The S&P 500 index has risen steadily this year with little volatility. But the broader market has now fallen two weeks in a row for the first time since May as economic uncertainties threaten to rock the boat. Two key risks…
Wall Street is focused on are Congress’ vote to raise the federal government’s debt ceiling and the looming collapse of China’s second-largest property developer.
American law places a limit on how much debt the government can take on, and to increase that amount, lawmakers must vote every few years. The current limit will likely be reached in October, and if lawmakers fail to raise the debt ceiling, the government could default on its debt. Though history suggests this is an unlikely outcome, there is uncertainty weighing on the market.
Overseas, an unfolding situation with China Evergrande Group threatens to bring instability to China’s market. The company can no longer afford to repay its debts of over $300 billion and investors are concerned that domino effects might cause Evergrande’s debt holders to collapse, too. So far, the crisis appears contained within China, insulating U.S. stocks from the potential fallout.
But over the long term, no crisis has ever permanently derailed the U.S. stock market. So it’s worth keeping an eye out for quality stocks you can pick up at a discount if the market does enter a correction period. In the event of a sell-off, here are two stocks I’d recommend buying hand over fist.
The case for Facebook
Facebook is already the most valuable social media company in the world — nine times larger than Snap and 20 times larger than Twitter. But now turning its ambitions toward developing a brand new medium it calls the metaverse, a virtual and augmented reality experience that could dwarf everything it has done so far.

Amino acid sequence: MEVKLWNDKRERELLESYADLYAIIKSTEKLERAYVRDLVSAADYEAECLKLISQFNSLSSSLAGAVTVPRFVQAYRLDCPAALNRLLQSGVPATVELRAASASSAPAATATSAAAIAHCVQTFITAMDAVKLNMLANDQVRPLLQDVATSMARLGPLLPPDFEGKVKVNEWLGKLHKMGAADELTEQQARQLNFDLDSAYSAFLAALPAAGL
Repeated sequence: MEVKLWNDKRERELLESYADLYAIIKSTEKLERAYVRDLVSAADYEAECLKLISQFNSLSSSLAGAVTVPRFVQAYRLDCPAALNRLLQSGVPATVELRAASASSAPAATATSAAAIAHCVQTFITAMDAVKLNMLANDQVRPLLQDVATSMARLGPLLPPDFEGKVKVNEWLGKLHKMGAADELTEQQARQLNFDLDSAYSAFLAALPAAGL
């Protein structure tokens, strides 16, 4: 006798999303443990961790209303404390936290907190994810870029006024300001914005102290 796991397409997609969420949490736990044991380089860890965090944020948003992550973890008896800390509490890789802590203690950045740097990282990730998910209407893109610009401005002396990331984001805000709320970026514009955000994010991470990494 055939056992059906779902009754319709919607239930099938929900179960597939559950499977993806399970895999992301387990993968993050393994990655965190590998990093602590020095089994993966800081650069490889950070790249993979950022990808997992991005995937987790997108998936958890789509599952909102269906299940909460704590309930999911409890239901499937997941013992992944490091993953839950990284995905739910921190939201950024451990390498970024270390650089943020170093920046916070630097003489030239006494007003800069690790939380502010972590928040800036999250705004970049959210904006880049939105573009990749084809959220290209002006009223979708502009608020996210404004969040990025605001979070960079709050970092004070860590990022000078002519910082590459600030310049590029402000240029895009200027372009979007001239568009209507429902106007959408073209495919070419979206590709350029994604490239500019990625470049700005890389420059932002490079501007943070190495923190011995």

According to CEO Mark Zuckerberg, the metaverse could become a digital society where humans can do in virtual spaces even more of the activities we do in everyday life. It could even sustain its own economy, and driving that economy could be an enormous opportunity for Facebook.
But Facebook is already growing quickly without a
metaverse business, and it’s a profit-generating machine. The stock trades at a reasonable price-to-earnings ratio of 25.7, while the tech-focused Nasdaq 100 index (of which Facebook is a component) carries a loftier P/E of 36.
If a stock market slide discounts Facebook further, it would definitely be worth picking up shares. Three to five years down the road, even the stock’s current price could look cheap in retrospect. And beyond that, the potential for Facebook to drive the next phase of social technology could lift its business significantly higher.
The case for Microsoft
With a valuation of $2.25 trillion, Microsoft (NASDAQ:MSFT) is the world’s second-largest public company by market cap, and that shouldn’t be much of a surprise since its Windows operating system and Office 365 software are used by billions of people.
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